Extract from 1950 Home Economics Book
Have dinner ready
Plan ahead, even the night before, to have a delicious meal on time. This is a way of letting him know that you have been thinking about him and are concerned about his needs. Most men are hungry when they come home and the prospect of a good meal are part of the warm welcome needed.
Decide what you might like to eat and if there’s enough for two, see if your husband would like to make it. If not, make it for yourself and point him in the direction of the crisps cupboard or offer him up the remains of the kids’ tea (unless you have already hoovered this up). Most men and women are hungry when they come home but it’s a dog eat dog world, let’s face it.
Take 15 minutes to rest so you will be refreshed when he arrives. Touch up your make-up, put a ribbon in your hair and be fresh looking. He has just been with a lot of work weary people. Be a little gay and a little more interesting. His boring day may need a lift.
Get into your skanky, grey pyjama bottoms as soon as you’ve got home from the school run, or the minute you walk in the door from your stressful day at work. Take off all make-up (if you had any on in the first place) and shove your hair up in a mum bun. Your boring day definitely needs a lift, so pour yourself a large glass of wine, and hope that nobody bothers to talk to you for the next 2 hours.
Clear away the clutter
Make one last trip through the main part of the house just before your husband arrives, gathering up school books, toys, paper etc. Then run a dust cloth over the tables. Your husband will feel he has reached a haven of rest and order, and it will give you a lift too.
Mutter to yourself grumpily that nobody ever bothers to clear anything up, as you shove the school books, toys, iPads etc. into one big pile of clutter at the end of the kitchen table. Your husband will feel he has reached a haven of slightly more rest if he remembers to never ever make the schoolboy error again of flinging his shoes off in the middle of the hall or dumping his coat at the bottom of the stairs.
Prepare the children
Take a few minutes to wash the children’s hands and faces (if they are small), comb their hair, and if necessary, change their clothes. They are little treasures and he would like to see them playing the part.
Take a wet wipe to your children’s hands and faces if you really can no longer face the yoghurt smeared cheeks any longer. Otherwise just leave it till your husband baths them later. They can be little treasures but during the hours of 5pm to 8pm, ‘treasures’ is not exactly the word that springs to mind.
Minimise all noise
At the time of his arrival, eliminate all noise of washer, drier, dishwasher or vacuum. Try to encourage the children to be quiet. Be happy to see him. Greet him with a warm smile and be glad to see him.
At the time of his arrival (if you are indeed back before him) make sure that the PlayStation, repetitiveness of Capital Radio and all technological devices are playing at full volume, as well as the children being as moany as possible. If you’ve had to endure it, then so should he. Grunt at him and greet him with a download of everything that has been sh*t about your day.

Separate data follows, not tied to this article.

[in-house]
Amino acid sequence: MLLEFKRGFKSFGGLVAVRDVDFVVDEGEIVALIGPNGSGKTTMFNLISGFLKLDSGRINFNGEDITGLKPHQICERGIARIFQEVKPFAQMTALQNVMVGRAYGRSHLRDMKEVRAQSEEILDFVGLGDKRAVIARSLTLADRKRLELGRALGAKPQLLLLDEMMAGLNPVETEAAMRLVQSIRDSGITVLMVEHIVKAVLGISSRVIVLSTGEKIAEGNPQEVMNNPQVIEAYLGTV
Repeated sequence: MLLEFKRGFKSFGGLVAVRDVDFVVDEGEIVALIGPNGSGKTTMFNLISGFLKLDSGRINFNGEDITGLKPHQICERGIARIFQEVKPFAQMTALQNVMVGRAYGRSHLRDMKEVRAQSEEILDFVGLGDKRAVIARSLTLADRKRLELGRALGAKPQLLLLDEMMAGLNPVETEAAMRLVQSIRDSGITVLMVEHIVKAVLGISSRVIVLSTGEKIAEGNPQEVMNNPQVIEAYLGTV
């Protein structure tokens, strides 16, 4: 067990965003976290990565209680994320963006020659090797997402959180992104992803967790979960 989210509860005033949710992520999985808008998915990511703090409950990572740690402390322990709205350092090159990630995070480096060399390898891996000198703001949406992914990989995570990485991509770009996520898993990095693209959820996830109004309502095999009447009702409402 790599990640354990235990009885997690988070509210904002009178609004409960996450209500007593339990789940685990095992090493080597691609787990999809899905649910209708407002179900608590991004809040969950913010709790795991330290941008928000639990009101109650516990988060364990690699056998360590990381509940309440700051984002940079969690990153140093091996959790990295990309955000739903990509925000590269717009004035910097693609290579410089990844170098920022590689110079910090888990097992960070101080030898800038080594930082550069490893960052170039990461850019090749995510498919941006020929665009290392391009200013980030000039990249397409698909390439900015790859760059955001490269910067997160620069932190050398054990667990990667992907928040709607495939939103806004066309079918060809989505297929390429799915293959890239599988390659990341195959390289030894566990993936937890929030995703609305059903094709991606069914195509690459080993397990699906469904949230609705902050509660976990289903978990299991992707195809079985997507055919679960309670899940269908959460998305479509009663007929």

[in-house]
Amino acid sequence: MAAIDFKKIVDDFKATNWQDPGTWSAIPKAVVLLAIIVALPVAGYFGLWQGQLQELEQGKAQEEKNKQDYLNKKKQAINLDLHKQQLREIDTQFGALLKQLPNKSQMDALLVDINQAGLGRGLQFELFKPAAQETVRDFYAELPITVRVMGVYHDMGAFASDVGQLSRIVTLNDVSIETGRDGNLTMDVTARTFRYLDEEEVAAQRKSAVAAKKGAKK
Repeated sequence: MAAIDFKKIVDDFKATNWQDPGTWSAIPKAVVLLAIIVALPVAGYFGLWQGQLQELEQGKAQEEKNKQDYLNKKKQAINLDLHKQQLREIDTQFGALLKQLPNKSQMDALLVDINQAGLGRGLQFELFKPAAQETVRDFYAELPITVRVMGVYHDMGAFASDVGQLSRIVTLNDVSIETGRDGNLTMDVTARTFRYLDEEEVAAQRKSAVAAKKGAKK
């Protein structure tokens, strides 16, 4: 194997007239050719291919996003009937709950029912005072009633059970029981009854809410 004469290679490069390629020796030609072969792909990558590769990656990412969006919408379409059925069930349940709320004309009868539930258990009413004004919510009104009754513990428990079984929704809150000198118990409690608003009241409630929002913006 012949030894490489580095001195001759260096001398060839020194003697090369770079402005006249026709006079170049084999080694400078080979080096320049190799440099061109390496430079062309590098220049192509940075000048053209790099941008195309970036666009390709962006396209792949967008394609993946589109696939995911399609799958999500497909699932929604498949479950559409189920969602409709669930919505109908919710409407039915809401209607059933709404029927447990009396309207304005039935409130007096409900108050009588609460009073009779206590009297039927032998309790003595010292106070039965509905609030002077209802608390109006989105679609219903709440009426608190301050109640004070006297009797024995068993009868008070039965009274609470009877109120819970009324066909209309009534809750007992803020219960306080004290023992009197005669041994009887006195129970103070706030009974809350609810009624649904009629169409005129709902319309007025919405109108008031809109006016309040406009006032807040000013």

Don’t greet him with problems or complaints. Don’t complain if he’s late for dinner. Count this as minor compared with what he might have gone through that day.
Don’t forget to greet him with problems and complaints. If you can’t offload on to him then what was the point of getting married? Don’t forget to have a go if he’s late for dinner, even if there is no dinner made. Dinner is just a time that you have in your head for when you think he should be home. He may not even know what this time is, but he shouldn’t be late anyway.
Make him comfortable
Have him lean back in a comfortable chair or suggest he lie down in the bedroom. Have a cool or warm drink ready for him. Arrange his pillow and offer to take off his shoes. Speak in a low, soft, soothing and pleasant voice. Allow him to relax and unwind.
If he dares to sit down in a comfortable chair while you are dealing with sibling fights, iPad bans and why nobody is watching any more Dance Moms before they’ve done their homework, then he is – in the words of the great B.A. Baracus – a crazy fool. Make sure you have a chilled glass of wine in your hand to get you through the aforementioned. He can get one for himself if he wants. Speak in the only way you know how to these days – loud, impatient and screechy. He may try to relax and unwind by sneaking off to another room with his phone to watch silly YouTube videos, but be it at his peril.
Listen to him
You may have a lot of things to tell him, but the moment of his arrival is not the time. Let him talk first.
You have lots of things to tell him about your ungrateful boss, your turmoil at lunchtime when Yo Sushi ran out of sushi, the fact that little Jimmy has been giving his teacher some backchat in the manner of Liam Gallagher, and you have no decent clothes anymore because you’re too fat. Do not let him talk at all.
Make the evening his
Never complain if he does not take you out to dinner or to other places of entertainment. Instead, try to understand his world of strain and pressure, his need to come home and relax.
Constantly complain that you never do anything exciting anymore and he always seems to have time for client entertainment or pints with his mates, but never for poor old you. Do not give his world of strain and pressure a second thought, but do constantly remind him of yours.
Try to make your home a place of peace and order where your husband can renew himself in body and spirit.
Try to limit crazy big arguments to one or two a week. Little bickery ones can occur on a daily basis. If either of you need to renew yourself in body and spirit then a retreat in Tibet is probably your best bet, but not together. Failing that, a night away with your mates should do the job.